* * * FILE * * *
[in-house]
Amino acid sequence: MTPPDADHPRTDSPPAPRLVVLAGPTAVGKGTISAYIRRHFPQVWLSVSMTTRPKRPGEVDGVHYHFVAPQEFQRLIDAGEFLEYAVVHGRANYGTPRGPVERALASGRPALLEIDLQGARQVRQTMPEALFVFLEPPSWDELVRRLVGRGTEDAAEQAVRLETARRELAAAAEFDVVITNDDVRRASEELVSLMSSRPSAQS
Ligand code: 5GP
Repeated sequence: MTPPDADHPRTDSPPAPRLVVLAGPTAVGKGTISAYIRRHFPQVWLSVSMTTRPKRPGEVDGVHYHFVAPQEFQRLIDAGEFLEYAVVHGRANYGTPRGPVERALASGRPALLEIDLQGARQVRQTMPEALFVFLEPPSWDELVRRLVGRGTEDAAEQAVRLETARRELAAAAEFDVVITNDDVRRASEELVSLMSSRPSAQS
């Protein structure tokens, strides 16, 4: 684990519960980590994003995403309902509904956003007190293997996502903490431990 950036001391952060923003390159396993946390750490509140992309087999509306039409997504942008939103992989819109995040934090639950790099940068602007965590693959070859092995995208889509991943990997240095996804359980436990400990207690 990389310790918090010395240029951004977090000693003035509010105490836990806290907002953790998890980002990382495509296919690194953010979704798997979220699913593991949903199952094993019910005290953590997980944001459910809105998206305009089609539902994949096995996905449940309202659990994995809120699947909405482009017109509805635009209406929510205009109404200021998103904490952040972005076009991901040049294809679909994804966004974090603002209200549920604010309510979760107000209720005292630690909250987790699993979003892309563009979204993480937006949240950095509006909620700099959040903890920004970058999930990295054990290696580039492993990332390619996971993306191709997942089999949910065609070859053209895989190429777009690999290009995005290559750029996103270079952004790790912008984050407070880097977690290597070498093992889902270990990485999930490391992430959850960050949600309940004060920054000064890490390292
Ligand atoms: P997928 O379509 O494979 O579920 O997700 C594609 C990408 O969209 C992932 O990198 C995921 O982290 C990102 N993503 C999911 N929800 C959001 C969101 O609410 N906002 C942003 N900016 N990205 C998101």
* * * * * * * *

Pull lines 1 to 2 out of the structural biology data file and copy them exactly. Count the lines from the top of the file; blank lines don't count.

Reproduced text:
[in-house]
Amino acid sequence: MTPPDADHPRTDSPPAPRLVVLAGPTAVGKGTISAYIRRHFPQVWLSVSMTTRPKRPGEVDGVHYHFVAPQEFQRLIDAGEFLEYAVVHGRANYGTPRGPVERALASGRPALLEIDLQGARQVRQTMPEALFVFLEPPSWDELVRRLVGRGTEDAAEQAVRLETARRELAAAAEFDVVITNDDVRRASEELVSLMSSRPSAQS